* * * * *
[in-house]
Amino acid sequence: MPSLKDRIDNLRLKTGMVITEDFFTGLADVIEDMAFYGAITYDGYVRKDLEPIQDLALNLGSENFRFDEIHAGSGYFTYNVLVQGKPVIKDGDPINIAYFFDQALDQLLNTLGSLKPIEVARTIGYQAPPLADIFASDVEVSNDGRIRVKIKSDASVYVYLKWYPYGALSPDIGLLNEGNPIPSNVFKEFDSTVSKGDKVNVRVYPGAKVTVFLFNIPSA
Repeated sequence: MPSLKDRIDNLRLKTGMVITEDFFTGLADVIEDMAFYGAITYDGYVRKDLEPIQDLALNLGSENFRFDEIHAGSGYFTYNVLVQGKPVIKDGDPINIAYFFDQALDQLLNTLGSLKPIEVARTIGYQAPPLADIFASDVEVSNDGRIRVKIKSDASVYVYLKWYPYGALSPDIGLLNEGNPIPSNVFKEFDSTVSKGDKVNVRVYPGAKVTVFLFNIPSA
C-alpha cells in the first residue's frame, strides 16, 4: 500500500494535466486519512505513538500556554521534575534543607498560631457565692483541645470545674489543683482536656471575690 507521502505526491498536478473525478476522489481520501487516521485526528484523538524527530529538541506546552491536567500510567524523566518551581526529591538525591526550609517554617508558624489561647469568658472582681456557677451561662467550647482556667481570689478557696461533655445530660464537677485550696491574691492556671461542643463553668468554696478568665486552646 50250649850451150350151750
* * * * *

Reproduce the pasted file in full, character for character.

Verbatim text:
[in-house]
Amino acid sequence: MPSLKDRIDNLRLKTGMVITEDFFTGLADVIEDMAFYGAITYDGYVRKDLEPIQDLALNLGSENFRFDEIHAGSGYFTYNVLVQGKPVIKDGDPINIAYFFDQALDQLLNTLGSLKPIEVARTIGYQAPPLADIFASDVEVSNDGRIRVKIKSDASVYVYLKWYPYGALSPDIGLLNEGNPIPSNVFKEFDSTVSKGDKVNVRVYPGAKVTVFLFNIPSA
Repeated sequence: MPSLKDRIDNLRLKTGMVITEDFFTGLADVIEDMAFYGAITYDGYVRKDLEPIQDLALNLGSENFRFDEIHAGSGYFTYNVLVQGKPVIKDGDPINIAYFFDQALDQLLNTLGSLKPIEVARTIGYQAPPLADIFASDVEVSNDGRIRVKIKSDASVYVYLKWYPYGALSPDIGLLNEGNPIPSNVFKEFDSTVSKGDKVNVRVYPGAKVTVFLFNIPSA
C-alpha cells in the first residue's frame, strides 16, 4: 500500500494535466486519512505513538500556554521534575534543607498560631457565692483541645470545674489543683482536656471575690 507521502505526491498536478473525478476522489481520501487516521485526528484523538524527530529538541506546552491536567500510567524523566518551581526529591538525591526550609517554617508558624489561647469568658472582681456557677451561662467550647482556667481570689478557696461533655445530660464537677485550696491574691492556671461542643463553668468554696478568665486552646 50250649850451150350151750